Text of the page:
For all our mutual animosity, there was one night in St. George’s Bermuda, after a lot of Dark & Stormys, when he wanted to dance to a roaring Irish waltz. Nobody was up for the ‘old fashioned’ dance or the rapid pace. He conceded to ask me largely due to a new dress and cutoff cowboy boots. The band was great, and I wasn’t about to miss the chance. Laughter at the unlikely pairing snuffed out fast as we got going. I floated. I flew. I thrilled. We danced too fast and wild to remain upright, but somehow didn’t fall. I had no clue what I was doing and I didn’t have to. He danced for me. If waltzing always feels like that I’m a damn fool not to have dedicated my life to it.
Shortly after, the ground turkey exploded.
The refer had run warm for days. I thought the system was failing but couldn’t convince anyone. The engineer was in twice a day rolling his eyes and blaming the temps on overcrowding, warmth from leftovers, too much opening the lid and everything else but the basic problem that it was no longer cooling down.
Predictably, a tube of ground turkey set in there just to thaw quickly rotted, swelled, and popped its white plastic skin. I slid from surprise to horror to fury when I saw what had happened. The smell left little doubt what that gunk was. Greenish pink tufts of wet mush clung to everything. There was smelly pulp on every food item and surface inside the refer, even clogging the drain at the far end. I called in the engineer, demanded to know if he believed me now, and then threw everyone out of the galley.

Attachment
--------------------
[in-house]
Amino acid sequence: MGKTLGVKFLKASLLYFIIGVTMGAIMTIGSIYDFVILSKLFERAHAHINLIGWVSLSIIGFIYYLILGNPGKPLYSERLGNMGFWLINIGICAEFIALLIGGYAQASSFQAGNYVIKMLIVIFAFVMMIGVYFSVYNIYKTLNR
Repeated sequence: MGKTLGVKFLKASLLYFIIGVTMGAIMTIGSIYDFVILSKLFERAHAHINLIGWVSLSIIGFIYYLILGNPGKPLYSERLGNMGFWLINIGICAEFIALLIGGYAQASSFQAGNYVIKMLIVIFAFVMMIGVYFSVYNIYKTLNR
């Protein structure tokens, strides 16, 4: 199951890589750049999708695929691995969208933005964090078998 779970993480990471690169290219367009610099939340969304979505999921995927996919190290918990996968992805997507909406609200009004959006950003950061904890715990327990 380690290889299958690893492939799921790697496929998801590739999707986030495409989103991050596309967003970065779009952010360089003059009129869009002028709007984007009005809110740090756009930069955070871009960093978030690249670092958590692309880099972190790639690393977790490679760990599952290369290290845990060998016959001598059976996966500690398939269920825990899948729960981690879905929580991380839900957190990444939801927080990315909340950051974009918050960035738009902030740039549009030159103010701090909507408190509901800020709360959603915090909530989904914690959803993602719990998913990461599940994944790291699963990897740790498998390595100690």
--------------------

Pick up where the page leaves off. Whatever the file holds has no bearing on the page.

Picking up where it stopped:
No clue what we ate next or how. It felt like it took hours to unload, wipe down, sanitize and dispose of all the rotting meat. That the bulk of it could go overboard was a small blessing, but I was traumatized, mean, and thoroughly pissed.
It was pretty bad.
But, it was not THE nastiest rotting food experience I ever had…
This week, we’re playing “What’s the NASTIEST rotted food?”
Here’s how to get by for a long time with your tomatoes:
Buy them as unripe as possible. Get rid of any with flaws. Wrap each in paper. Hope for the best. Edit regularly.
The paper trick (same as for the romaine yesterday, or the paper towel you should slip into any bag of greens, herbs, etc.) absorbs surface moisture, condensation, etc. and prevents it from forming little pools of rot on the surface. It helps a lot, but some are going to go away on you. Some will go away quite quickly. Check the box frequently to get anything squishy out, and to rewrap squishy’s neighbors with fresh paper.
When they do go away, tomatoes become uber fragile water balloons with acidic, stinky centers. They spatter foulness on impact. Too far gone and you can’t even pick them up. Often moldy too. Worst, you’re pretty likely to get some on your hands going through them. It’s plenty gross, but I’ve seen worse. I’d give them a 4 too because while they’re less foul than a spoiled egg, they’re much more likely to make a mess.